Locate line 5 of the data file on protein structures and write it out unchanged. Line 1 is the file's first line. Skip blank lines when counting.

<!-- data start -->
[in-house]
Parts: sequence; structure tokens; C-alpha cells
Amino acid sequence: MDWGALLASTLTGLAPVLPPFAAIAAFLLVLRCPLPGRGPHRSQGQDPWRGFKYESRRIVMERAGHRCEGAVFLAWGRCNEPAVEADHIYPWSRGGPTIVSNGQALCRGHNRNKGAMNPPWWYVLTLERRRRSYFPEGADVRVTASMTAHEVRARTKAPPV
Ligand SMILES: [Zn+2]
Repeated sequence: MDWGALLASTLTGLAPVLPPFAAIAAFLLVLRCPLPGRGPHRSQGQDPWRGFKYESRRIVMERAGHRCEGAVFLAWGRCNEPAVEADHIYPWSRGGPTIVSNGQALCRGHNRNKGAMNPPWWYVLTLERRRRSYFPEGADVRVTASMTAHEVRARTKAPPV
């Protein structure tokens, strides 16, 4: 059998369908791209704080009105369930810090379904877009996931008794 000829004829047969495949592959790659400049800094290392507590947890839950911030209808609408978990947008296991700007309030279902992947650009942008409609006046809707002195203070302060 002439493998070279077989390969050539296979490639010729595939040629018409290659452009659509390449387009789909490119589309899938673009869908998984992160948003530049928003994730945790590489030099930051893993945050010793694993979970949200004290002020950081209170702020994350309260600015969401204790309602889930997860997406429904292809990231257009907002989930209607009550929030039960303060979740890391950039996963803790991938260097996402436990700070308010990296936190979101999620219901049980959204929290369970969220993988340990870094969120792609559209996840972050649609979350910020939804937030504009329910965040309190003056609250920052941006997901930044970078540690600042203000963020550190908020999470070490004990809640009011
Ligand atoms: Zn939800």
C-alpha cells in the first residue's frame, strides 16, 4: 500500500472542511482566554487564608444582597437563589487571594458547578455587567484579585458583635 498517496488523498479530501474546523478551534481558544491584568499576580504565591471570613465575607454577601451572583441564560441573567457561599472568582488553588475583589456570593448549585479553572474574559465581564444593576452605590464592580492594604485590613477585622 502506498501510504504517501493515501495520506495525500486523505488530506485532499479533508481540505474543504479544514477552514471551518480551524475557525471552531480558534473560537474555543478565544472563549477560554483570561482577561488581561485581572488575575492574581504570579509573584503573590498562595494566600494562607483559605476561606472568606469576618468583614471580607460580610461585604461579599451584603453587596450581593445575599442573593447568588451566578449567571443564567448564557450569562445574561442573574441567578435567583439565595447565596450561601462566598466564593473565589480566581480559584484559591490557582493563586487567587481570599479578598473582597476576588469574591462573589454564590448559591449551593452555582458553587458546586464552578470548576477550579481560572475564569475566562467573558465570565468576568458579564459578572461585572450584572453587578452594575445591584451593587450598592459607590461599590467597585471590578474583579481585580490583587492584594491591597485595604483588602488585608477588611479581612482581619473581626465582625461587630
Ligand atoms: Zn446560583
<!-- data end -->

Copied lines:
Repeated sequence: MDWGALLASTLTGLAPVLPPFAAIAAFLLVLRCPLPGRGPHRSQGQDPWRGFKYESRRIVMERAGHRCEGAVFLAWGRCNEPAVEADHIYPWSRGGPTIVSNGQALCRGHNRNKGAMNPPWWYVLTLERRRRSYFPEGADVRVTASMTAHEVRARTKAPPV